First Solar's (FSLR) gloomy Wednesday announcement of impending job cuts and ugly 2017 fiscal year estimates had investors scurrying away in Thursday trading and driving the shares down more than 5%.

In early afternoon trading ths shares changed hands at $31.14, down 5.1%, but off its opening low of $29.03.

The estimated $500 million-$700 million cost of restructuring and scrapping production of First Solar's Series 5 solar panels will hurt. The expected loss of about 1600 jobs, doubly so. First Solar's initial guidance for 2017 indicates expected earnings per share of breakeven to 50 cents on $2.5 to $2. 6 billion in net sales.

Why the sudden cuts?

"Too much capacity," JMP Securities analyst Joe Osha said succinctly in a phone interview. As he explained, uncertainty over whether or not the U.S. government would extend its 30% solar investment tax credit at the end of 2015 forced solar providers to pull their large projects forward.

[Disclosure: JMP makes a market in First Solar stock and expects to receive or intends to seek compensation for investment banking services from First Solar in the next three months]

The credit was extended, but the damage to the marketplace was done. A cut by the Chinese government to its solar tariff isn't helping matters either. Solar companies like Sunrun (RUN) , SolarEdge Technologies (SEDG) and Vivint Solar (VSLR) have all trended downwards this year.

First Solar's saving grace may be its large cash stockpile. The company said in its guidance that it expects to have a net cash balance between $1.4 billion and $1.6 billion at the end of the 2017 fiscal year.

Osha wouldn't be surprised if the company closes 2017's first quarter with a net cash balance between $2.5 billion and $2 billion.

"In a business like this where you have depressed, bottom-of-the-cycle earnings, [price alone] is not how you value the stock," he said. "People look at the cash and ask: 'What is the value of this enterprise?'"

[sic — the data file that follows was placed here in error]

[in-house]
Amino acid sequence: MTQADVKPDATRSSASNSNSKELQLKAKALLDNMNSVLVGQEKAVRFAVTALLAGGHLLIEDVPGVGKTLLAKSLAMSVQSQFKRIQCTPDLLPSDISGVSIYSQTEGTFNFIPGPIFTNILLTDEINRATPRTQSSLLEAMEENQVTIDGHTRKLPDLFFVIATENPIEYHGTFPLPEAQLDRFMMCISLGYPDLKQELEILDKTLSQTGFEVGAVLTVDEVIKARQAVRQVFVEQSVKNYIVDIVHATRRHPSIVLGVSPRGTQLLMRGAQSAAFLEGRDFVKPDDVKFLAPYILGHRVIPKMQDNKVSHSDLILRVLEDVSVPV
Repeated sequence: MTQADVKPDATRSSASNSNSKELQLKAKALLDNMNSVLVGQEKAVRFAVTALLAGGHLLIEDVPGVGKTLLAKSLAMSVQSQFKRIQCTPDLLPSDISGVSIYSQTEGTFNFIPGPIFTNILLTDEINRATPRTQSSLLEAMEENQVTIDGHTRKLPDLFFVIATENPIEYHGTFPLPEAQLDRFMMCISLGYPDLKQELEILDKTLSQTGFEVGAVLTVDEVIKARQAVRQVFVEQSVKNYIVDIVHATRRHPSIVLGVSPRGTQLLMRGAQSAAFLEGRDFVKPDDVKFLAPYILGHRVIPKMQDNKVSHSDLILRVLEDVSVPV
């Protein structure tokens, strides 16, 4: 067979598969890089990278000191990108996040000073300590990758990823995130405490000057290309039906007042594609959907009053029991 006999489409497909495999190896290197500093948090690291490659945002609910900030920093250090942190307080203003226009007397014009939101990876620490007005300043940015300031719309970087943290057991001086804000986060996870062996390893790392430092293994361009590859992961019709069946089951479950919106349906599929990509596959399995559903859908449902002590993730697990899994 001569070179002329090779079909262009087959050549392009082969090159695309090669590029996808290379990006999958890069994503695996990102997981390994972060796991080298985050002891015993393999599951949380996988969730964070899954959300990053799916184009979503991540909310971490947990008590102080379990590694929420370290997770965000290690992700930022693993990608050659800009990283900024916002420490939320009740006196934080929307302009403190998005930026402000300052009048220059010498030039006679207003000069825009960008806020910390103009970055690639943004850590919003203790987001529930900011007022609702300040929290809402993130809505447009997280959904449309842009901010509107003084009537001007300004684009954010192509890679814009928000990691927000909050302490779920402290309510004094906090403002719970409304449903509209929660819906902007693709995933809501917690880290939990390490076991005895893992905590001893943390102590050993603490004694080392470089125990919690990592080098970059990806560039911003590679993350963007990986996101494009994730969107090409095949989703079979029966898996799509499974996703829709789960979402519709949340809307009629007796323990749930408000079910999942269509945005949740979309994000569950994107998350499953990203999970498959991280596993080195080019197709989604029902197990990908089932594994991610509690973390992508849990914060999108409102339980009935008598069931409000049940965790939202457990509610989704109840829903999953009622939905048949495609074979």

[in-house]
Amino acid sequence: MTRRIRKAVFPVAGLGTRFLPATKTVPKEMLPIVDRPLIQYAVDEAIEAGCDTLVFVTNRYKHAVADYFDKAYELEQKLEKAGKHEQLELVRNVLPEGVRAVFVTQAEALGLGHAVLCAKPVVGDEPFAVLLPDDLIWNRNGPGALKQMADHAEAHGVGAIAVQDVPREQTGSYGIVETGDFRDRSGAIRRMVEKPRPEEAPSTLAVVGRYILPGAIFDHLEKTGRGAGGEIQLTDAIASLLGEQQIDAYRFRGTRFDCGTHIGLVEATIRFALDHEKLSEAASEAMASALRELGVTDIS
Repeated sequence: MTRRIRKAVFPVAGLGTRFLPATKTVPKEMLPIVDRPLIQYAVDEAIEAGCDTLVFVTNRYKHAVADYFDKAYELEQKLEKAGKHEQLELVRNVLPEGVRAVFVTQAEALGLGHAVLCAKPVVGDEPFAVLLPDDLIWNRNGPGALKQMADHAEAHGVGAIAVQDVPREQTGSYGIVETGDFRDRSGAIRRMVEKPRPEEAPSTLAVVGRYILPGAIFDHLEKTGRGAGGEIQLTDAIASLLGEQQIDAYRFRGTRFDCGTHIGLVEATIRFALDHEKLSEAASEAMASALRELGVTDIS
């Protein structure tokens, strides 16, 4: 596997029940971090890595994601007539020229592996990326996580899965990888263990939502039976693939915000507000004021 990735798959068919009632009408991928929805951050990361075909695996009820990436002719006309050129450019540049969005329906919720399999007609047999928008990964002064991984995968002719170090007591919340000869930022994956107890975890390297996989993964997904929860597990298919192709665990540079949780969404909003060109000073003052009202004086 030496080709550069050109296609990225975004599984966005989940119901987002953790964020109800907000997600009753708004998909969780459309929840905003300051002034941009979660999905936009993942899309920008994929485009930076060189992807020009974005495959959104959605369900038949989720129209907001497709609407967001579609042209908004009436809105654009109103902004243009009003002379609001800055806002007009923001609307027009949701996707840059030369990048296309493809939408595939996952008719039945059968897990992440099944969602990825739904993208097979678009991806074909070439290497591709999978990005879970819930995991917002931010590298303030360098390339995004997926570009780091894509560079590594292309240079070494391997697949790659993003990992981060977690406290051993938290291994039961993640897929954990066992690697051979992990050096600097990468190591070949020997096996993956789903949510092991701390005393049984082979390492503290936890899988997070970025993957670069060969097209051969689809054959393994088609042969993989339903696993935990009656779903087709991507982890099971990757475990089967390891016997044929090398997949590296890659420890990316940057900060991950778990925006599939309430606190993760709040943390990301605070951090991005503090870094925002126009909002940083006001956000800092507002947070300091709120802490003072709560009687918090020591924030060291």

For now, First Solar is making an all-in bet on its large-area Series 6 panels, which will have an output greater than 400W. It said in its Tuesday statement that it is ramping up development of the Series 6 with the goal of achieving three gigawatts of production in 2019.

What that means is that First Solar will begin to phase out its smaller-than-industry-standard Series 4 panels, which have an output of 117W. As for the cancelled Series 5? Perhaps customers aren't missing out on all that much.

"All the Series 5 really was," Osha said. "Was three Series 4 panels on a rack."

The Series 6 ramp-up has its share of risks.

J.P. Morgan analyst Paul Coster warned in a research note that the capex investment it will take to achieve three gigawatts of production from the Series 6 will likely exceed $1 billion and that the long wait period could lead to customer defections.

There's also the possibility of the solar industry entering a downturn much like the one that plagues oil and gas companies now, as the oversupply of providers leads to a domino line of Chinese competitors that flooded the market in easier times going bankrupt.

"I think there's some things you can control and some you can't. These guys, to their credit, have executed well," Osha said of First Solar. "What they can't control is what everyone else does."

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